Relentless Grace has moved!

I am terrible sorry for the inconvenience, but I switched to wordpress- its a beautiful thing.  The address is similar for you - www.relentlessgrace.wordpress.com 

it still works through RSS feeds and in the google feeder.  I do not have to mess with a third party to know stats and many other things.  Plus I can upload audio and post articles easier as well.  

I will delete this site in a few weeks to ensure everyone has the new link.   


A grand ol' time with Tim Keller

keller_web.jpgWhen: Thursday, May 22, 2008 at 7:30 p.m.
Carnegie Music Hall, 4400 Forbes Avenue, Pittsburgh, PA
Open to the public and free of charge

Why does God allow suffering in the world? How could a loving God send people to Hell? Why isn't Christianity more inclusive? How can one religion be "right" and the others "wrong"? Why have so many wars been fought in the name of God?

If you or your friends ever struggled with any of these questions, you won't want to miss this event.

As the founding pastor of
Redeemer Presbyterian Church in New York City, Timothy Keller has compiled a list of the most frequently voiced doubts skeptics bring to his church as well as the most important reasons for faith. His book, The Reason for God: Belief in an Age of Skepticism, peaked at #6 on the New York Times Bestseller List. In his book, Dr. Keller "addresses each doubt and explains each reason, using literature, philosophy, real-life conversations, and reasoning to explain how faith in a Christian God is a soundly rational belief, held by thoughtful people of intellectual integrity with a deep compassion for those who truly want to know the truth."

Join the CCO in welcoming Dr. Timothy Keller to the Carnegie Music Hall in Oakland, situated between the campuses of Carnegie Mellon University and the University of Pittsburgh, at 7:30 p.m. on Thursday, May 22, 2008. The event is free of charge, so bring your friends-skeptics, believers
, cynics, and doubters alike!

For more information about this event,
click here, or contact Scott Calgaro, Director of Conferences & Events, CCO (scalgaro@ccojubilee.org or 412.363.3303 x109).


Iain Campbell on Psalmody (Reformation 21)

It leaves us a bit eccentric in the eyes of some, but that all depends on where the centre is. A lifetime of worshipping with the words of the Psalms certainly embeds the sentiments of Scripture on one's mind and memory. The Psalter represents the Songs of Zion, which celebrate the both the history and the application of redemption.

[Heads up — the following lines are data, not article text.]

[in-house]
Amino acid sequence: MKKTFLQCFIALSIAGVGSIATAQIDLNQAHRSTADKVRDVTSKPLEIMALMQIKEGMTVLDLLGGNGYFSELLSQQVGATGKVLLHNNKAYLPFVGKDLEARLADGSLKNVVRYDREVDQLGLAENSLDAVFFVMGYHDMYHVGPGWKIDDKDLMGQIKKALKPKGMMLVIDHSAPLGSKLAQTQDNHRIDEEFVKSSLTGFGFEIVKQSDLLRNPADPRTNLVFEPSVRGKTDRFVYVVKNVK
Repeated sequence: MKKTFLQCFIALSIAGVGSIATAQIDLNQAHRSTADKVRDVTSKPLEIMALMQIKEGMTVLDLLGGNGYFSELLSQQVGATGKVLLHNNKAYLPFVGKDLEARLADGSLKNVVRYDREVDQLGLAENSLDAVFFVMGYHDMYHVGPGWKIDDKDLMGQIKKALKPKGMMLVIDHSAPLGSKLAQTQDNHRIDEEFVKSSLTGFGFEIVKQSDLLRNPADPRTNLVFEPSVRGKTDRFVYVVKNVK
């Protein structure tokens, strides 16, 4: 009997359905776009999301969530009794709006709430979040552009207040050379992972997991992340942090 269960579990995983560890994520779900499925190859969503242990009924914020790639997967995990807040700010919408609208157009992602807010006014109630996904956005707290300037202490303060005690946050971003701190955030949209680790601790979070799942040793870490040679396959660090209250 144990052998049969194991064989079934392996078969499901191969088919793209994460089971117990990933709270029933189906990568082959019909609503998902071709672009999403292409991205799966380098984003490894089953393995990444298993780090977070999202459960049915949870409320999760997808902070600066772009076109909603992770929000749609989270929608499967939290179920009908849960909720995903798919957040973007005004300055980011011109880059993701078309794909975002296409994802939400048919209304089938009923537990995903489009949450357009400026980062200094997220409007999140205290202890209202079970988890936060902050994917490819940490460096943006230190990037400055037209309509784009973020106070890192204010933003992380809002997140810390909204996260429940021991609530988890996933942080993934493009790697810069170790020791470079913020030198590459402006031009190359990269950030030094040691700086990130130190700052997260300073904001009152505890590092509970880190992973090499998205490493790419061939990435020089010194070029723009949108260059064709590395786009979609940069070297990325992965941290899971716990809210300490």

I realize there is a theological issue here - how can we sing songs in worship which do not praise Jesus? My response is simply that if Jesus is not the God of the psalms, I don't know who is. I also note that the early Pentecostal preaching on the life, death and resurrection of Jesus is grounded in the sentiments of the Psalms. So I do not accept that the Psalms are inadequate for New Covenant worship, and I enjoy speaking on the redemptive, Christological and even Trinitarian strands of our hymnody.


T4G reflections and Day 2

We stayed at the Holiday Inn 5 blocks from the Convention Center. Marvelous walk in the morning with 60 degrees and cool air. Breakfast was at the McDonald's, nothing marvelous. We discovered that one had to be there early in order to get good seats. It did not happen that morning, but I committed to doing so for the rest of the day.

John MacArthhur kicked off the day with a sermon on the Doctrine of Inability (total depravity). It was excellent and humbling, a biblical recognition that we are unable to do anything good, and even our best actions are worthy of damnation. (John Bunyan quote).

Next up was Mark Dever pleading with pastor to not seek an improved or kinder gospel as one does not exist and is mean. Excellent message. He examined what many try to do with the gospel (think Brian McLaren, Tony Campolo, and Rob Bell), showed their fallacies and presented a robust biblical gospel.